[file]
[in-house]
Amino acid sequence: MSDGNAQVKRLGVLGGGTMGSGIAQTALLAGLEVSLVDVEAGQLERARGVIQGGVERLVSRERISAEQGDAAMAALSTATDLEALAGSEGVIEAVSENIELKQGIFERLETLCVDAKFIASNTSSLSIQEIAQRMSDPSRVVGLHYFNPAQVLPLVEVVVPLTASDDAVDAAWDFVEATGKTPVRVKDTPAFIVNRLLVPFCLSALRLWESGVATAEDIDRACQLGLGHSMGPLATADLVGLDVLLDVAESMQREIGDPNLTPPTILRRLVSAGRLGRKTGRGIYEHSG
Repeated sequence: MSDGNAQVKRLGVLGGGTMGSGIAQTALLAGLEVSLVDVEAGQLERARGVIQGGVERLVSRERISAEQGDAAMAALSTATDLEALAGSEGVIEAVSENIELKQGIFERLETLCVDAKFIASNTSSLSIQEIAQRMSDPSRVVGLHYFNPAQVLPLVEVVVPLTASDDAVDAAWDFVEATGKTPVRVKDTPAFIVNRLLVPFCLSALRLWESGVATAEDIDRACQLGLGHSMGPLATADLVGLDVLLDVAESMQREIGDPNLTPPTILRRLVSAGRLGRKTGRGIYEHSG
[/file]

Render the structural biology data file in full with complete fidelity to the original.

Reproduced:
[in-house]
Amino acid sequence: MSDGNAQVKRLGVLGGGTMGSGIAQTALLAGLEVSLVDVEAGQLERARGVIQGGVERLVSRERISAEQGDAAMAALSTATDLEALAGSEGVIEAVSENIELKQGIFERLETLCVDAKFIASNTSSLSIQEIAQRMSDPSRVVGLHYFNPAQVLPLVEVVVPLTASDDAVDAAWDFVEATGKTPVRVKDTPAFIVNRLLVPFCLSALRLWESGVATAEDIDRACQLGLGHSMGPLATADLVGLDVLLDVAESMQREIGDPNLTPPTILRRLVSAGRLGRKTGRGIYEHSG
Repeated sequence: MSDGNAQVKRLGVLGGGTMGSGIAQTALLAGLEVSLVDVEAGQLERARGVIQGGVERLVSRERISAEQGDAAMAALSTATDLEALAGSEGVIEAVSENIELKQGIFERLETLCVDAKFIASNTSSLSIQEIAQRMSDPSRVVGLHYFNPAQVLPLVEVVVPLTASDDAVDAAWDFVEATGKTPVRVKDTPAFIVNRLLVPFCLSALRLWESGVATAEDIDRACQLGLGHSMGPLATADLVGLDVLLDVAESMQREIGDPNLTPPTILRRLVSAGRLGRKTGRGIYEHSG